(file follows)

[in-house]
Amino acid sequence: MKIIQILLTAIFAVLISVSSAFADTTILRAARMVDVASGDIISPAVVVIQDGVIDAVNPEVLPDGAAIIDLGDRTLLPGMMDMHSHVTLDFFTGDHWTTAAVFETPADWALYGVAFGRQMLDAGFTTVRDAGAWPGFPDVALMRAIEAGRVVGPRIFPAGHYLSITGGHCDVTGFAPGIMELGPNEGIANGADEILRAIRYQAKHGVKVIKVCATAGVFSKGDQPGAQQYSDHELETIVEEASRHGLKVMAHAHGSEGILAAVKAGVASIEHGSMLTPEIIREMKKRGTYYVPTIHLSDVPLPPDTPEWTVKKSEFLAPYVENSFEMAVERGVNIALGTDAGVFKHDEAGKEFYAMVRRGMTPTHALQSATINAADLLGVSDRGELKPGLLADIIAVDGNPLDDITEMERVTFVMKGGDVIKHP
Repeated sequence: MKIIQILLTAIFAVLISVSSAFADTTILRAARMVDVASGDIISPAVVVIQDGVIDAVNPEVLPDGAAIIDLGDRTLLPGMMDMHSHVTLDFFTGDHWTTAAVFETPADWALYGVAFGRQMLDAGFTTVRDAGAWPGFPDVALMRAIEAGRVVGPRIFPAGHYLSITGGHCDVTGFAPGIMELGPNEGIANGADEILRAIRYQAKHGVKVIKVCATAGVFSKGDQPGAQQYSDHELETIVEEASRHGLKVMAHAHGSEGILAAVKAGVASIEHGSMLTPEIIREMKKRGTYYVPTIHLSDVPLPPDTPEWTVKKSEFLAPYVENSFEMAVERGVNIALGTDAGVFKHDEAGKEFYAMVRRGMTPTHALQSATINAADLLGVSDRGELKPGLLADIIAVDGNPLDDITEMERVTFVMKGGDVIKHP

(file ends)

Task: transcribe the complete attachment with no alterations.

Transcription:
[in-house]
Amino acid sequence: MKIIQILLTAIFAVLISVSSAFADTTILRAARMVDVASGDIISPAVVVIQDGVIDAVNPEVLPDGAAIIDLGDRTLLPGMMDMHSHVTLDFFTGDHWTTAAVFETPADWALYGVAFGRQMLDAGFTTVRDAGAWPGFPDVALMRAIEAGRVVGPRIFPAGHYLSITGGHCDVTGFAPGIMELGPNEGIANGADEILRAIRYQAKHGVKVIKVCATAGVFSKGDQPGAQQYSDHELETIVEEASRHGLKVMAHAHGSEGILAAVKAGVASIEHGSMLTPEIIREMKKRGTYYVPTIHLSDVPLPPDTPEWTVKKSEFLAPYVENSFEMAVERGVNIALGTDAGVFKHDEAGKEFYAMVRRGMTPTHALQSATINAADLLGVSDRGELKPGLLADIIAVDGNPLDDITEMERVTFVMKGGDVIKHP
Repeated sequence: MKIIQILLTAIFAVLISVSSAFADTTILRAARMVDVASGDIISPAVVVIQDGVIDAVNPEVLPDGAAIIDLGDRTLLPGMMDMHSHVTLDFFTGDHWTTAAVFETPADWALYGVAFGRQMLDAGFTTVRDAGAWPGFPDVALMRAIEAGRVVGPRIFPAGHYLSITGGHCDVTGFAPGIMELGPNEGIANGADEILRAIRYQAKHGVKVIKVCATAGVFSKGDQPGAQQYSDHELETIVEEASRHGLKVMAHAHGSEGILAAVKAGVASIEHGSMLTPEIIREMKKRGTYYVPTIHLSDVPLPPDTPEWTVKKSEFLAPYVENSFEMAVERGVNIALGTDAGVFKHDEAGKEFYAMVRRGMTPTHALQSATINAADLLGVSDRGELKPGLLADIIAVDGNPLDDITEMERVTFVMKGGDVIKHP